Rosen argues that the sectarian civil war in Iraq was not inevitable, but a result of the mistakes of the American occupation force, which created a level of Sunni-Shiite rivalry that had not really been an issue before. The counterinsurgency tactics they adopted later may or may not have helped to end the civil war, depending on who you ask. What is certain is that lots of people died and got scattered across neighbouring countries. Mission failed.
Recommended: Yes, although the book reads like a draft, long and unfocused.
I’m not an anxious person, with a few exceptions, but I used to be. I bugfixed myself by accidentally combining a set of techniques – self-awareness, changing how I thought, meditation, and gradual exposure to the things I feared – that I later learned are similar to cognitive behavioral therapy, and also, on a different level, to Stoicism. If I am sometimes impatient with people who complain that they’re helpless, it’s because I once walked out of my own personal mud-hole one step at a time. Paradoxically, it’s because I know it’s hard that I look down on you for saying it’s impossible.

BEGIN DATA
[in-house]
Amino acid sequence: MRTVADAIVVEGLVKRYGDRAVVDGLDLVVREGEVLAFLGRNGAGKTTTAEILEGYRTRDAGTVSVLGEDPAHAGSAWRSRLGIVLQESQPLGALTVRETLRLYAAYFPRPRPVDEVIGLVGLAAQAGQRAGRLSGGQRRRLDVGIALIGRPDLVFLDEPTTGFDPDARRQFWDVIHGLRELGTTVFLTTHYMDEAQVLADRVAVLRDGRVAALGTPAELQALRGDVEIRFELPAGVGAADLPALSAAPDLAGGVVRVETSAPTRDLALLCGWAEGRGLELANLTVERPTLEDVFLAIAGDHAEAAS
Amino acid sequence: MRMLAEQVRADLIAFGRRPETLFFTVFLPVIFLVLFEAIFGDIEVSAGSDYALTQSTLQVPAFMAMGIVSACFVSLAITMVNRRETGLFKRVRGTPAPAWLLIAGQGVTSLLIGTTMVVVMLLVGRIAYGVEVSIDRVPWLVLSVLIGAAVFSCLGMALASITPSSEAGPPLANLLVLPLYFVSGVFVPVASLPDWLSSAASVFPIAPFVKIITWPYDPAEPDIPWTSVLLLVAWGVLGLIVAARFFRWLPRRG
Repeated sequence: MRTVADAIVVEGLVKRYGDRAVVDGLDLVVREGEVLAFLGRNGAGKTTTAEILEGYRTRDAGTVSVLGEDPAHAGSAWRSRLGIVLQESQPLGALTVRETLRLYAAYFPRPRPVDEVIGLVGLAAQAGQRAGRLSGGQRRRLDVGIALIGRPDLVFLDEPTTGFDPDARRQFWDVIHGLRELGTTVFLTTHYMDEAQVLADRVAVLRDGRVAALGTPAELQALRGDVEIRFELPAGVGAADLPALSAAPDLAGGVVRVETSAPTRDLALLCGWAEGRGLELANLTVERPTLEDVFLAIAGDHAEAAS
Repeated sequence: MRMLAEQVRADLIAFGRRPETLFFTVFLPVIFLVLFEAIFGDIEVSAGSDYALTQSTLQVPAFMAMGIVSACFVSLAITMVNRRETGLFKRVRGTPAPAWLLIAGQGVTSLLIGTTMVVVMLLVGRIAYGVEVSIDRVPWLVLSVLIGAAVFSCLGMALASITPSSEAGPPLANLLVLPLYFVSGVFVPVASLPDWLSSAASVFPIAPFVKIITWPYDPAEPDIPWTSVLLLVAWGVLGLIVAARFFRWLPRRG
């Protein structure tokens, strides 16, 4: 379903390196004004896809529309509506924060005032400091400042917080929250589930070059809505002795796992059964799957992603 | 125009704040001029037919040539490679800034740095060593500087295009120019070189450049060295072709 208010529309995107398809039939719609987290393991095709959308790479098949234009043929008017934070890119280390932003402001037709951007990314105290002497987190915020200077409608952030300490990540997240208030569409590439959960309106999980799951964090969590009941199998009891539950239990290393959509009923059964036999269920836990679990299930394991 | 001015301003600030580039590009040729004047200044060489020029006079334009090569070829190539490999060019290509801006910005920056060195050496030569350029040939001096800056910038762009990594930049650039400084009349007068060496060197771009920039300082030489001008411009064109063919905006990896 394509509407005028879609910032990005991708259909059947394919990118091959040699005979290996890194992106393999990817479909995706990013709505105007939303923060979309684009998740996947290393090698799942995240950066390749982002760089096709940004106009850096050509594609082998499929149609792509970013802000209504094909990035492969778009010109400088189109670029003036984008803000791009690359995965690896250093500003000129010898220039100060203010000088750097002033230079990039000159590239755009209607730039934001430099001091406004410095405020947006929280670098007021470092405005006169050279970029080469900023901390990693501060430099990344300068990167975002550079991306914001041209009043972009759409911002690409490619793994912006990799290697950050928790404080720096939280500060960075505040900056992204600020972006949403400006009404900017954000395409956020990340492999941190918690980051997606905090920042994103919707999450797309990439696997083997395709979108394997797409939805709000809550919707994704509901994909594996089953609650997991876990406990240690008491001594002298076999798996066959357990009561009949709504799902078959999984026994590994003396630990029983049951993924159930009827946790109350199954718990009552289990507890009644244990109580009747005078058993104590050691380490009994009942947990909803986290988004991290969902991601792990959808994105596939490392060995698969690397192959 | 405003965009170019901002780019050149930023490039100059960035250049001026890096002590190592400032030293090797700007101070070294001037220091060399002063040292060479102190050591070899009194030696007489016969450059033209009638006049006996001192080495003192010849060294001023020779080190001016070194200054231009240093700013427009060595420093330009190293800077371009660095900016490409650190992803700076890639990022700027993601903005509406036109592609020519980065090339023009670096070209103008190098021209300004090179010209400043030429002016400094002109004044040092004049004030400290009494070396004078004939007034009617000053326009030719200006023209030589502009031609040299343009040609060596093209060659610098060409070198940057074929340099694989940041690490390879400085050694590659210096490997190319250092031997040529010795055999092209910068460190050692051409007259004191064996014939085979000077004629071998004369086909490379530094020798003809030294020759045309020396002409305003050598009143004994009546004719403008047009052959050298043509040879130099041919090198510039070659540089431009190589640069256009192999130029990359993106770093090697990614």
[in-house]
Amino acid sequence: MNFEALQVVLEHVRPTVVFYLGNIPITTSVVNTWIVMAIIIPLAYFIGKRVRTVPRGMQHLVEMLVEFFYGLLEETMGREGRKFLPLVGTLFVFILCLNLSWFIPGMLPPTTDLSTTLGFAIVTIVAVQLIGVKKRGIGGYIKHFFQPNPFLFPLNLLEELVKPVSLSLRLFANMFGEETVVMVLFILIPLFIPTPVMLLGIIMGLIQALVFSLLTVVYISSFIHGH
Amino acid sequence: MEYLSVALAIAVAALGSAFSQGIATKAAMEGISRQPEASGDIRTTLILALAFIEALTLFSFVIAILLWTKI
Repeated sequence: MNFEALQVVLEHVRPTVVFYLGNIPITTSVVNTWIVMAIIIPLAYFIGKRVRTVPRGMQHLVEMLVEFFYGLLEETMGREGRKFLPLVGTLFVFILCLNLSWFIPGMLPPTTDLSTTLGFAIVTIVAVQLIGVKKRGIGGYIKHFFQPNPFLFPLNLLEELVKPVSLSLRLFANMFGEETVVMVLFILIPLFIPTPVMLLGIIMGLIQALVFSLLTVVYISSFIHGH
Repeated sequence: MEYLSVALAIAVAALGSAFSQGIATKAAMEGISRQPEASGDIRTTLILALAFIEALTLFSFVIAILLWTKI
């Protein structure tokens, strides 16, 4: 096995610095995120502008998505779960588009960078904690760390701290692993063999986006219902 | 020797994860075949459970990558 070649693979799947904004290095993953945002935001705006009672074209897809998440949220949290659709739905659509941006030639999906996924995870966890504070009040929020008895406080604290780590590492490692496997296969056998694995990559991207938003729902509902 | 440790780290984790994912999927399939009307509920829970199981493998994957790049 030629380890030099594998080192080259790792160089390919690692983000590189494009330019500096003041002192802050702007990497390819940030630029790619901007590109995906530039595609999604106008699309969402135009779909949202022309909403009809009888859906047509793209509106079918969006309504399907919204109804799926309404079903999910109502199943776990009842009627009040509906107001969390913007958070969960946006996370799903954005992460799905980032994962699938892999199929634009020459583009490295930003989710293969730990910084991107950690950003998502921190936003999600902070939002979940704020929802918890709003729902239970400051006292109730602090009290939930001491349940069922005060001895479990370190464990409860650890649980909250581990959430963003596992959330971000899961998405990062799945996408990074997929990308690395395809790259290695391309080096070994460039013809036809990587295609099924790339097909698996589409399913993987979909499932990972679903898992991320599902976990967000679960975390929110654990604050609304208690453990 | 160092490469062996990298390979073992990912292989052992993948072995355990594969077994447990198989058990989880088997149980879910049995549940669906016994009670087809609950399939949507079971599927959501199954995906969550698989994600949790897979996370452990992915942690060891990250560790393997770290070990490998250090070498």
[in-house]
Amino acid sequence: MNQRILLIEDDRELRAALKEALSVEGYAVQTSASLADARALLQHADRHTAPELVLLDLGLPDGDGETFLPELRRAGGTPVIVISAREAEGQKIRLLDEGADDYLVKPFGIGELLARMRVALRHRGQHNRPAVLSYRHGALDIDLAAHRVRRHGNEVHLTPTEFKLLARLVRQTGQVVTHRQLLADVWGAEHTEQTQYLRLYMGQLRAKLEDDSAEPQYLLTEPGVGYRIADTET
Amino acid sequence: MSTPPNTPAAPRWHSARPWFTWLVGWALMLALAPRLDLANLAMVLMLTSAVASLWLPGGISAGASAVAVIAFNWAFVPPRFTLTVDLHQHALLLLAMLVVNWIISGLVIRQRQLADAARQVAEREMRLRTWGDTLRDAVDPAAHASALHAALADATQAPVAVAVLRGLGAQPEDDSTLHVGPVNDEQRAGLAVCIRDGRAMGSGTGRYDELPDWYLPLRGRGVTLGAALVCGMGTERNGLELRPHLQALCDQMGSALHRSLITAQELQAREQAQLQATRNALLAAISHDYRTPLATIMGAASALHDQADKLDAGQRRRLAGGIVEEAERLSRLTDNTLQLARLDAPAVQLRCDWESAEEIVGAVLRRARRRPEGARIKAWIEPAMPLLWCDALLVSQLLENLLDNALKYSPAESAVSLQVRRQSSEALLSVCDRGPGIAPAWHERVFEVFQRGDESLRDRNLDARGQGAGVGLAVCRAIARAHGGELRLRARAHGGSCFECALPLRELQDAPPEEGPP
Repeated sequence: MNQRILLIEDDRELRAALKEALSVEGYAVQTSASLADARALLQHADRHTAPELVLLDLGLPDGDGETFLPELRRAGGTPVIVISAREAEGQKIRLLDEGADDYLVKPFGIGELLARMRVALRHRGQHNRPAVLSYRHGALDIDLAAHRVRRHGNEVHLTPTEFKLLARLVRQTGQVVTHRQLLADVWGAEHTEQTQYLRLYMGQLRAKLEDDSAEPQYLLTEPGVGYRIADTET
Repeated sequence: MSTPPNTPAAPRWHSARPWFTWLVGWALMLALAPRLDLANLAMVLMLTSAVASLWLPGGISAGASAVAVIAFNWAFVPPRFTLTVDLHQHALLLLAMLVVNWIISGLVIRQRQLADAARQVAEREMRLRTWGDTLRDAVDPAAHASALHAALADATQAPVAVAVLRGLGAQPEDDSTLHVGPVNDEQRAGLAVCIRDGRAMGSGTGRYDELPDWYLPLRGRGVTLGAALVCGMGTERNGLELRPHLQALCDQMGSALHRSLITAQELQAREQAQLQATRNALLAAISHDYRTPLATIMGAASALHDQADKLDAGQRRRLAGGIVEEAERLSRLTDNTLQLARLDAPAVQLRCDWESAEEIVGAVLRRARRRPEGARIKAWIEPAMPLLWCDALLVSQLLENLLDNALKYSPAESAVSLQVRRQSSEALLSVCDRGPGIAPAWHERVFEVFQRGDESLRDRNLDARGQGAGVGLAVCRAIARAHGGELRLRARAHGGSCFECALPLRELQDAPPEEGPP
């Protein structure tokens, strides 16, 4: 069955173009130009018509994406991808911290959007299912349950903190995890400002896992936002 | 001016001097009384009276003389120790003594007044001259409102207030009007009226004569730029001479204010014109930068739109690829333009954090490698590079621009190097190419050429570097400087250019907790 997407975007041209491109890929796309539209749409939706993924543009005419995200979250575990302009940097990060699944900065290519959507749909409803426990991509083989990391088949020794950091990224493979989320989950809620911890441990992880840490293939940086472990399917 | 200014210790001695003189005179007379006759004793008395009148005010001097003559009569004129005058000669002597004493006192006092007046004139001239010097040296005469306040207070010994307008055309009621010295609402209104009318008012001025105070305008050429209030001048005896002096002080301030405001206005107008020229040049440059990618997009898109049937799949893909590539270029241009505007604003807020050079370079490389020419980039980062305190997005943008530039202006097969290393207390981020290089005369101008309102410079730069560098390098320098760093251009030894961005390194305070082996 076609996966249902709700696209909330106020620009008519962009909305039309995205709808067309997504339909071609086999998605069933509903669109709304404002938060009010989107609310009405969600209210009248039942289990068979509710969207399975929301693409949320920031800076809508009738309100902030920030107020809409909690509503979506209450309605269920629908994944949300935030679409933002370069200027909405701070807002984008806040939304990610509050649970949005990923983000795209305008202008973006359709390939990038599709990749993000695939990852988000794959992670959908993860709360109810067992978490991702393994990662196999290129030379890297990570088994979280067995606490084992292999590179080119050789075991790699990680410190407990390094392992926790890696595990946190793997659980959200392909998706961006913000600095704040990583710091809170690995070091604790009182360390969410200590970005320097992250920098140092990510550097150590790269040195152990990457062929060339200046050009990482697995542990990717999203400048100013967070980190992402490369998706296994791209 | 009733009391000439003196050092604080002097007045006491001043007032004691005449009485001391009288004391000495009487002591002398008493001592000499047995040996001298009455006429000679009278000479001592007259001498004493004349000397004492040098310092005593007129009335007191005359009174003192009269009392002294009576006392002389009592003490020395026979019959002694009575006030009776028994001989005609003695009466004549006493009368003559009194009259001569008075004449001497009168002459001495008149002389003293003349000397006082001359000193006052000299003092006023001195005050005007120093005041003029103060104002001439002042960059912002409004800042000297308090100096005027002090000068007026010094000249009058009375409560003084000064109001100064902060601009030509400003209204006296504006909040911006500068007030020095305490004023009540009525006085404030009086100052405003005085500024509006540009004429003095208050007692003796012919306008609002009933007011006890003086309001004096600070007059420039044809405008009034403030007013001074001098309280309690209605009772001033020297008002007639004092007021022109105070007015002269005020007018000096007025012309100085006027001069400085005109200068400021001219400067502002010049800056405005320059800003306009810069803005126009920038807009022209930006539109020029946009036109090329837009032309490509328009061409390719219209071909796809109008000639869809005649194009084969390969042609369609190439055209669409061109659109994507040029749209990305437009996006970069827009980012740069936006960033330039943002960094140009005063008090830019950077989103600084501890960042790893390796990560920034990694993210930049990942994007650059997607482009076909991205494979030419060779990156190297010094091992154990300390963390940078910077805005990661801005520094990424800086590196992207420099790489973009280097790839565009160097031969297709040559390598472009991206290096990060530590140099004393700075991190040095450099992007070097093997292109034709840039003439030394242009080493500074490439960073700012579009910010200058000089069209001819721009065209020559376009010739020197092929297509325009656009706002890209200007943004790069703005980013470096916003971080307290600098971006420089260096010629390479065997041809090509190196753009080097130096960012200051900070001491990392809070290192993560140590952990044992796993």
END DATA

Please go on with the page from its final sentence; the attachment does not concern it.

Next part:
Recommended: Yes. If I had had a book like this at the time, I could have gone about it in a more focused way.
I’m confused by how British television portrays poor people. Which are insightful caricatures, and which mean-spirited? Living in a classless society, I can’t read the markers. Jones argues that it’s all mean-spirited. Unfortunately, this is one of those books that makes its point by quoting stupid pundits saying stupid things, then ties it all together with the author’s ideology, (ie. the Tories hate poor people). But it does have funny moments, such as when Jones writes that his real complaint against the comedy-drama Shameless isn’t the characters, but that it doesn’t Portray Poverty In Its Proper Political Context (ie. the Tories hate poor people).